It seemed up here in the north that spring would never come - and now we're headed rapidly into that time of year when everything is ripe and abundant in our gardens and at local farms, and learning to put food up can make it possible for you to enjoy summer in winter, and continue eating locally as long as possible. It can be overwhelming when you start preserving, so if you'd like a friendly voice to walk you through it, please join us, starting next Tuesday!
The class is on-line and asynchronous, and you can participate at your own pace. Every week we'll have projects involving what's growing in gardens and markets to get you familiar with the basics of preserving the harvest, and also help you build up food security by building up a reserve of stored food.
My hope is that at the end of the class, everyone will have a plan for how they want to go about increasing their food storage reserves, and will have tried the major methods of food storage. You will be able to watch the jars increase as the class goes on, and you'll be ready for peak preserving season.
Here's a rough syllabus:
Week 1, May 31 - Introduction to Food Storage, How much, where to put it, and how? Can I afford this? Low energy overview of food preservation methods. Storing Water, making space.
Week 2, June 7: Water bath canning 101, Preserving with Salt, Sugar and Honey, Bulk purchasing, sourcing local foods, finding food to preserve, what food storage can and can't do.
Week 3, June 14: Dehydration basics, Tools you need and where to get them, Menu making and how to get people to eat from your pantry, Setting up your kitchen for food storage, Storing herbs and spices, Sourdoughs and grain ferments, Preserving foraged foods.
Week 4 June 21: Lactofermentation; Special needs and health issues; Storing food for children, the elderly, pregnant and lactating women; Storing medications, gluten-free storage; Basic dairy preservation and cheesemaking; Building up your pantry and Managing your reserves.
Week 5, June 28: Pressure Canning; Beverages, Teas and Drinks; Preserving in Alcohol, Coops and Community Food Security; More Menus and Recipes; Root Cellaring and in-Garden Storage.
Week 6, July 5: Season extension, Preserving Meats, Sprouting, The next Steps, Getting Your Community Involved, Teaching others, Food Preservation as a Cottage Industry.
We will try and track the seasonal produce coming in, support each other as we experiment with new techniques and build up our pantries as we go - and have a lot of fun! If you are interested in joining, cost of the class is $150 or equivalent barter if we can come to a mutually agreeable arrangement.. I also have three scholarship spots remaining for low income participants who would otherwise be unable to afford to take the class. If you'd like to donate to the scholarship fund, just let me know - 100% of your donation goes to making classes available to low income participants. Email me to enroll or with questions at email@example.com.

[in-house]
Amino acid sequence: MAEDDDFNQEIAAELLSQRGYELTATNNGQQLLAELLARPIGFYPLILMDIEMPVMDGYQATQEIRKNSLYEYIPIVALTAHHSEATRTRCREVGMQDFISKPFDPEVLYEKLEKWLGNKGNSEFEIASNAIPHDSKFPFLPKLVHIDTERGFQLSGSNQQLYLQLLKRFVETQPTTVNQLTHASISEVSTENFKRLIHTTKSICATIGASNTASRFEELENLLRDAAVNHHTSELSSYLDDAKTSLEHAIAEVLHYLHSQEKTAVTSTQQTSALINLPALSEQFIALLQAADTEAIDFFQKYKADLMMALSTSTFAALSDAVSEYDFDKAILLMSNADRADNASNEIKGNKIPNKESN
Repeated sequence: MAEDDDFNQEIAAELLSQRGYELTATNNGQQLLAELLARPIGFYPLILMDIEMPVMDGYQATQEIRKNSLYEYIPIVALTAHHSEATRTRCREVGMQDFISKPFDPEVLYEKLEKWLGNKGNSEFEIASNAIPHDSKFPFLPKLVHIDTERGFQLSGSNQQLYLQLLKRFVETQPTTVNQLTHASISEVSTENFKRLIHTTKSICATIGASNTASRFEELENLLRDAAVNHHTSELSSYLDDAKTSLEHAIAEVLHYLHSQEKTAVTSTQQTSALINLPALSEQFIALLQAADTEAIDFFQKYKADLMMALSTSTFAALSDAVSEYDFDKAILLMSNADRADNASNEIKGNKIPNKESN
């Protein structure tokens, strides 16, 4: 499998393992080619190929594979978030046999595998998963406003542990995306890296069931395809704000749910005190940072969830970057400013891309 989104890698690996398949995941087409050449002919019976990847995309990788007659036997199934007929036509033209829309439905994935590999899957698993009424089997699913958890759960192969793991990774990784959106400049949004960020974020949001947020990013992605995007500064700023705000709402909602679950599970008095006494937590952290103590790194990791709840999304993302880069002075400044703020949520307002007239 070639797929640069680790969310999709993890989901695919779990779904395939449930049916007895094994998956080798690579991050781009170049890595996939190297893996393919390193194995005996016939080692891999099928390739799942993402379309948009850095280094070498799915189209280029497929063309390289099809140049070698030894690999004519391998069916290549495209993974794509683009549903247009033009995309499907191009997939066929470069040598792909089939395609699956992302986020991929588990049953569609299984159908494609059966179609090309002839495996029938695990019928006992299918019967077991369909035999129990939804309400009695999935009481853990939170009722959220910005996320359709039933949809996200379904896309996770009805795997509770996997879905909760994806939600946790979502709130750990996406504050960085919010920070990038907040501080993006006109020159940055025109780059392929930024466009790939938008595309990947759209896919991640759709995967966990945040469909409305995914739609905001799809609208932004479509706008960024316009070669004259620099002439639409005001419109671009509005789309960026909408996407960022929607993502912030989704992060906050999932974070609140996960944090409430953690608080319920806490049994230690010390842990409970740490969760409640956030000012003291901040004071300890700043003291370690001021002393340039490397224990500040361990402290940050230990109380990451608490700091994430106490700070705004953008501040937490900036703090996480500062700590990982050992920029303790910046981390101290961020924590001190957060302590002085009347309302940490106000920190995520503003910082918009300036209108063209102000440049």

Ok, off to do something with the rhubarb coming in!
Gluten-free storage, yay! I have discovered my body is much happier without wheat (and most grains, really), but most storage books seem to *focus* on wheat!
One question to start off: is it possible to ferment stuff (kimchee, sauerkraut, etc) without having to buy the amazingly expensive red-wing style crocks? can glass jars or baking dishes be used instead?
@ Curious; i found that kimchee worked in glass jars. It helps if you loosen the lids every day or two to release the gas, otherwise they pressurise and are impossible to open (and you get no kimchee :( ).
Sunday Sacrilege pz's blaspheming head
@curious, You can use any non-reactive (crockery or glass) vessel that you can fit something inside to keep the fermenting contents under the brine. I started in quart sealers (a half-pint sealer was the "weight") and then found some antique fermenting crocks in a second-hand store for a song. Thrift stores sometimes have the inserts of crockpots, and they work well, too.
We're currently fermenting about 3 gallons of kale that came off the patch we've planted beans in (hooray!). It looks a LOT more evil than sauerkraut, but I'm pretty sure it'll work ok . . . :)